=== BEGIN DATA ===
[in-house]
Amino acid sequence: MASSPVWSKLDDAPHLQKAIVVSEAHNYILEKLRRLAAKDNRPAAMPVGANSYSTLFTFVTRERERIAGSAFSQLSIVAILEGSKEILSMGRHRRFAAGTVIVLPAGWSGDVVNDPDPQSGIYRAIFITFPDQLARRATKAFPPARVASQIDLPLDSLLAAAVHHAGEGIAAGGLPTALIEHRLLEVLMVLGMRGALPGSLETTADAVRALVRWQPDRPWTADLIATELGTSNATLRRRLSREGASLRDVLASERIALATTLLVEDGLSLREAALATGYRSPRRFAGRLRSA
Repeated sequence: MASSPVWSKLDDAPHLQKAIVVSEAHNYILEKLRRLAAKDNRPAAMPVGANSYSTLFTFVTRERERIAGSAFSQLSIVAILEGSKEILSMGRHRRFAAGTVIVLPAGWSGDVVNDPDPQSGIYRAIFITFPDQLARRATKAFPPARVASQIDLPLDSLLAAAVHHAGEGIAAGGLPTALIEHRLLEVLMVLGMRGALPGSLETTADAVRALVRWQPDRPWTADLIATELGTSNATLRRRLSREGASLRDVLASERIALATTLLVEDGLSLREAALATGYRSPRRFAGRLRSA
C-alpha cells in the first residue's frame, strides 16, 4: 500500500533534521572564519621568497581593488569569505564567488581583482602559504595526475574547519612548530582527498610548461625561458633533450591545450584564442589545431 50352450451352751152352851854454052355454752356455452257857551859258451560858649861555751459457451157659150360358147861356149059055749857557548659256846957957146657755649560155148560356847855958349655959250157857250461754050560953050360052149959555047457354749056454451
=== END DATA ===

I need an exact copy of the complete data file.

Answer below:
[in-house]
Amino acid sequence: MASSPVWSKLDDAPHLQKAIVVSEAHNYILEKLRRLAAKDNRPAAMPVGANSYSTLFTFVTRERERIAGSAFSQLSIVAILEGSKEILSMGRHRRFAAGTVIVLPAGWSGDVVNDPDPQSGIYRAIFITFPDQLARRATKAFPPARVASQIDLPLDSLLAAAVHHAGEGIAAGGLPTALIEHRLLEVLMVLGMRGALPGSLETTADAVRALVRWQPDRPWTADLIATELGTSNATLRRRLSREGASLRDVLASERIALATTLLVEDGLSLREAALATGYRSPRRFAGRLRSA
Repeated sequence: MASSPVWSKLDDAPHLQKAIVVSEAHNYILEKLRRLAAKDNRPAAMPVGANSYSTLFTFVTRERERIAGSAFSQLSIVAILEGSKEILSMGRHRRFAAGTVIVLPAGWSGDVVNDPDPQSGIYRAIFITFPDQLARRATKAFPPARVASQIDLPLDSLLAAAVHHAGEGIAAGGLPTALIEHRLLEVLMVLGMRGALPGSLETTADAVRALVRWQPDRPWTADLIATELGTSNATLRRRLSREGASLRDVLASERIALATTLLVEDGLSLREAALATGYRSPRRFAGRLRSA
C-alpha cells in the first residue's frame, strides 16, 4: 500500500533534521572564519621568497581593488569569505564567488581583482602559504595526475574547519612548530582527498610548461625561458633533450591545450584564442589545431 50352450451352751152352851854454052355454752356455452257857551859258451560858649861555751459457451157659150360358147861356149059055749857557548659256846957957146657755649560155148560356847855958349655959250157857250461754050560953050360052149959555047457354749056454451